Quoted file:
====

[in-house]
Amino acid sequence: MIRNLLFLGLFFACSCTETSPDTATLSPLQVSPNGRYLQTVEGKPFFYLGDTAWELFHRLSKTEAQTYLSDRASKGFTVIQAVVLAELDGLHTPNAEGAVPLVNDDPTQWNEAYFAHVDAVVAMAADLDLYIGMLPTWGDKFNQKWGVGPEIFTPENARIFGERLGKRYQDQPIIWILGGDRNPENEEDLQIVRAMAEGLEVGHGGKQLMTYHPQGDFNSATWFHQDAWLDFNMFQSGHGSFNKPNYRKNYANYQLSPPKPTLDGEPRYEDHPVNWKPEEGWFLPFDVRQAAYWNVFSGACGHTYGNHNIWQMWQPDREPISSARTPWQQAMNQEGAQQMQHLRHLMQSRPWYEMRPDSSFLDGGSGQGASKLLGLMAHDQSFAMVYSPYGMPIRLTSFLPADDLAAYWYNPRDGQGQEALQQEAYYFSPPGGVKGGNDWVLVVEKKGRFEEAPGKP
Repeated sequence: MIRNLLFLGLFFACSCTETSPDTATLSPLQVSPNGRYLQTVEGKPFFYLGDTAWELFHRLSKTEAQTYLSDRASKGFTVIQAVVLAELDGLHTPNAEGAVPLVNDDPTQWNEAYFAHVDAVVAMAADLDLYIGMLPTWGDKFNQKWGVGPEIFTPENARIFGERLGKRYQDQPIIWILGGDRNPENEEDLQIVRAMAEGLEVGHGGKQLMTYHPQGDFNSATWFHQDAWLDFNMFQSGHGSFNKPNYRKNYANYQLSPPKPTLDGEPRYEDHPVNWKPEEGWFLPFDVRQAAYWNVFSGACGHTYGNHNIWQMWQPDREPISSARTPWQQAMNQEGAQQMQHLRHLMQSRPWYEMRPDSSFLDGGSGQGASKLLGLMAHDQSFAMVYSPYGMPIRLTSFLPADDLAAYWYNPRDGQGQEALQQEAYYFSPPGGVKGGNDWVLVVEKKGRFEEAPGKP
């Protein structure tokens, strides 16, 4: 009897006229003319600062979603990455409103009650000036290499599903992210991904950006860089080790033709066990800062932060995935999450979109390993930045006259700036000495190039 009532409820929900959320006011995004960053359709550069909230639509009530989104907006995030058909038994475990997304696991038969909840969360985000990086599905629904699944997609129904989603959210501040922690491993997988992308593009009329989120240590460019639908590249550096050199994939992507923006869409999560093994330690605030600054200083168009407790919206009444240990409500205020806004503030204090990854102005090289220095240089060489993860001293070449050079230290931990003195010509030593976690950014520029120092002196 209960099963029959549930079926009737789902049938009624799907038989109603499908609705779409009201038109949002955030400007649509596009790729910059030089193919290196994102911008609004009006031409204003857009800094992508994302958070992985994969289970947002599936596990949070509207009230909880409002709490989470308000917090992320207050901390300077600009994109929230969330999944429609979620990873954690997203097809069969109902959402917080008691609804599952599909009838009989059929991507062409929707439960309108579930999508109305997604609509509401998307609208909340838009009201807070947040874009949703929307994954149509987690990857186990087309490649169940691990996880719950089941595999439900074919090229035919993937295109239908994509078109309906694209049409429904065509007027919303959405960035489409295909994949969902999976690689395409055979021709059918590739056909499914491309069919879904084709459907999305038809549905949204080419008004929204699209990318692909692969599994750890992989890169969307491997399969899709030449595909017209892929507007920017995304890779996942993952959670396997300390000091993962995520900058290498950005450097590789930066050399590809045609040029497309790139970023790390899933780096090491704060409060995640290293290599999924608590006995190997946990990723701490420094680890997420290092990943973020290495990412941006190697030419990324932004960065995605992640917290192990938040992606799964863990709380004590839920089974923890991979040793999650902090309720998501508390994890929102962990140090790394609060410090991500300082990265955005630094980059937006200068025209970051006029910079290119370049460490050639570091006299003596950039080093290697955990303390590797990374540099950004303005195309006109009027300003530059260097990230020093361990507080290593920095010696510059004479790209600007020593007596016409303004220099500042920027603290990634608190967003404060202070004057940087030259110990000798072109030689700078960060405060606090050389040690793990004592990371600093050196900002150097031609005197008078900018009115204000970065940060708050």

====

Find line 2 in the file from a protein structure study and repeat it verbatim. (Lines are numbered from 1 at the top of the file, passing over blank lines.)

Amino acid sequence: MIRNLLFLGLFFACSCTETSPDTATLSPLQVSPNGRYLQTVEGKPFFYLGDTAWELFHRLSKTEAQTYLSDRASKGFTVIQAVVLAELDGLHTPNAEGAVPLVNDDPTQWNEAYFAHVDAVVAMAADLDLYIGMLPTWGDKFNQKWGVGPEIFTPENARIFGERLGKRYQDQPIIWILGGDRNPENEEDLQIVRAMAEGLEVGHGGKQLMTYHPQGDFNSATWFHQDAWLDFNMFQSGHGSFNKPNYRKNYANYQLSPPKPTLDGEPRYEDHPVNWKPEEGWFLPFDVRQAAYWNVFSGACGHTYGNHNIWQMWQPDREPISSARTPWQQAMNQEGAQQMQHLRHLMQSRPWYEMRPDSSFLDGGSGQGASKLLGLMAHDQSFAMVYSPYGMPIRLTSFLPADDLAAYWYNPRDGQGQEALQQEAYYFSPPGGVKGGNDWVLVVEKKGRFEEAPGKP